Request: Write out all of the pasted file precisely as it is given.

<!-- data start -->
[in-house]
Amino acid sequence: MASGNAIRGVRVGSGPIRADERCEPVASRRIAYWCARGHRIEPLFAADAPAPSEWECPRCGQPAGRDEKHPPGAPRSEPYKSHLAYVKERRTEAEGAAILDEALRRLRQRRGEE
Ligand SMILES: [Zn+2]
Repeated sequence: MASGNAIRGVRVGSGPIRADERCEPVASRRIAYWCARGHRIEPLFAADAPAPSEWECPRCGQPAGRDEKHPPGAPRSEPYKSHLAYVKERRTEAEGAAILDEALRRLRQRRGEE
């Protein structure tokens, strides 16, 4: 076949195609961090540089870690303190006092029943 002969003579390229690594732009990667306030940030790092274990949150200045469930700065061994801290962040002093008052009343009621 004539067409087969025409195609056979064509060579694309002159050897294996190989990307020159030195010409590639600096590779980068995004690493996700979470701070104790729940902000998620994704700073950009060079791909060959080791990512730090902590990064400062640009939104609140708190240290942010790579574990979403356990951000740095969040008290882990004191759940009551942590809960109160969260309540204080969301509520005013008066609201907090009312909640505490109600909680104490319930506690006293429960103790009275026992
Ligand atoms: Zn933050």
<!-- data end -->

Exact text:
[in-house]
Amino acid sequence: MASGNAIRGVRVGSGPIRADERCEPVASRRIAYWCARGHRIEPLFAADAPAPSEWECPRCGQPAGRDEKHPPGAPRSEPYKSHLAYVKERRTEAEGAAILDEALRRLRQRRGEE
Ligand SMILES: [Zn+2]
Repeated sequence: MASGNAIRGVRVGSGPIRADERCEPVASRRIAYWCARGHRIEPLFAADAPAPSEWECPRCGQPAGRDEKHPPGAPRSEPYKSHLAYVKERRTEAEGAAILDEALRRLRQRRGEE
């Protein structure tokens, strides 16, 4: 076949195609961090540089870690303190006092029943 002969003579390229690594732009990667306030940030790092274990949150200045469930700065061994801290962040002093008052009343009621 004539067409087969025409195609056979064509060579694309002159050897294996190989990307020159030195010409590639600096590779980068995004690493996700979470701070104790729940902000998620994704700073950009060079791909060959080791990512730090902590990064400062640009939104609140708190240290942010790579574990979403356990951000740095969040008290882990004191759940009551942590809960109160969260309540204080969301509520005013008066609201907090009312909640505490109600909680104490319930506690006293429960103790009275026992
Ligand atoms: Zn933050």